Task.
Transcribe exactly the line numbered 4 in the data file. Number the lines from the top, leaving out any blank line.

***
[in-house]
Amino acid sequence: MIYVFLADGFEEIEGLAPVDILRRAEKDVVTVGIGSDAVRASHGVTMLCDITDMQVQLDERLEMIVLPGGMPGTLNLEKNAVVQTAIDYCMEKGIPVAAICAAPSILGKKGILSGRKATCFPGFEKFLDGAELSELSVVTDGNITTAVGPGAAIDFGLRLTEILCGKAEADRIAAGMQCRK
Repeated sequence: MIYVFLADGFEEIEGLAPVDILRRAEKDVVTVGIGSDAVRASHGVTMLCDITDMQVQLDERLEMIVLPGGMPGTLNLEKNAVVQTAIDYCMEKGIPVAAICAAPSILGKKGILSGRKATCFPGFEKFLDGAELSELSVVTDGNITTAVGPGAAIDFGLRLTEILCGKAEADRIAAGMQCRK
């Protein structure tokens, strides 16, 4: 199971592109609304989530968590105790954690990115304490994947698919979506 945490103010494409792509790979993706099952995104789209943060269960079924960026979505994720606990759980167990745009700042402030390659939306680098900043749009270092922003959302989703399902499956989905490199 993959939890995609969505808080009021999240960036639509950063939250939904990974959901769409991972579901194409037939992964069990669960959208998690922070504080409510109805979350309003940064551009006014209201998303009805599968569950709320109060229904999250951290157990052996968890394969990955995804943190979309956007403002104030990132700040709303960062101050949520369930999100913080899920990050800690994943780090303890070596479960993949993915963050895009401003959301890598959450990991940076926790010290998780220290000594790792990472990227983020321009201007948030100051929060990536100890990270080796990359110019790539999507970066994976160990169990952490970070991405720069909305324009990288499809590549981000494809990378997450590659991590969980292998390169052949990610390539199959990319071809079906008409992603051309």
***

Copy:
């Protein structure tokens, strides 16, 4: 199971592109609304989530968590105790954690990115304490994947698919979506 945490103010494409792509790979993706099952995104789209943060269960079924960026979505994720606990759980167990745009700042402030390659939306680098900043749009270092922003959302989703399902499956989905490199 993959939890995609969505808080009021999240960036639509950063939250939904990974959901769409991972579901194409037939992964069990669960959208998690922070504080409510109805979350309003940064551009006014209201998303009805599968569950709320109060229904999250951290157990052996968890394969990955995804943190979309956007403002104030990132700040709303960062101050949520369930999100913080899920990050800690994943780090303890070596479960993949993915963050895009401003959301890598959450990991940076926790010290998780220290000594790792990472990227983020321009201007948030100051929060990536100890990270080796990359110019790539999507970066994976160990169990952490970070991405720069909305324009990288499809590549981000494809990378997450590659991590969980292998390169052949990610390539199959990319071809079906008409992603051309």